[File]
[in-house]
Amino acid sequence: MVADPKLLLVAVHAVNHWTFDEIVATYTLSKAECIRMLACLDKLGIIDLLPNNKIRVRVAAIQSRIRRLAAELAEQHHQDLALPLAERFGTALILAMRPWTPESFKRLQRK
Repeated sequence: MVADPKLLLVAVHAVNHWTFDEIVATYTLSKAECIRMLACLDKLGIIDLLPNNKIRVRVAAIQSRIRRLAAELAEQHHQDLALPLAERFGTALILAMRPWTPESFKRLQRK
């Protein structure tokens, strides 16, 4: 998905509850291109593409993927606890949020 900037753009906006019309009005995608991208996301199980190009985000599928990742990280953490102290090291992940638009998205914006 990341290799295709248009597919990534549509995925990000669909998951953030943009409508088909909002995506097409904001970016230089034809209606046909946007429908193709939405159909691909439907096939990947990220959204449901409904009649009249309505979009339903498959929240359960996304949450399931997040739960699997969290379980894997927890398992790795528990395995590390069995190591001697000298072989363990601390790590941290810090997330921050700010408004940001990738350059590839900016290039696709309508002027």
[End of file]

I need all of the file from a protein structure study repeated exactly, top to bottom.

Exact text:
[in-house]
Amino acid sequence: MVADPKLLLVAVHAVNHWTFDEIVATYTLSKAECIRMLACLDKLGIIDLLPNNKIRVRVAAIQSRIRRLAAELAEQHHQDLALPLAERFGTALILAMRPWTPESFKRLQRK
Repeated sequence: MVADPKLLLVAVHAVNHWTFDEIVATYTLSKAECIRMLACLDKLGIIDLLPNNKIRVRVAAIQSRIRRLAAELAEQHHQDLALPLAERFGTALILAMRPWTPESFKRLQRK
């Protein structure tokens, strides 16, 4: 998905509850291109593409993927606890949020 900037753009906006019309009005995608991208996301199980190009985000599928990742990280953490102290090291992940638009998205914006 990341290799295709248009597919990534549509995925990000669909998951953030943009409508088909909002995506097409904001970016230089034809209606046909946007429908193709939405159909691909439907096939990947990220959204449901409904009649009249309505979009339903498959929240359960996304949450399931997040739960699997969290379980894997927890398992790795528990395995590390069995190591001697000298072989363990601390790590941290810090997330921050700010408004940001990738350059590839900016290039696709309508002027």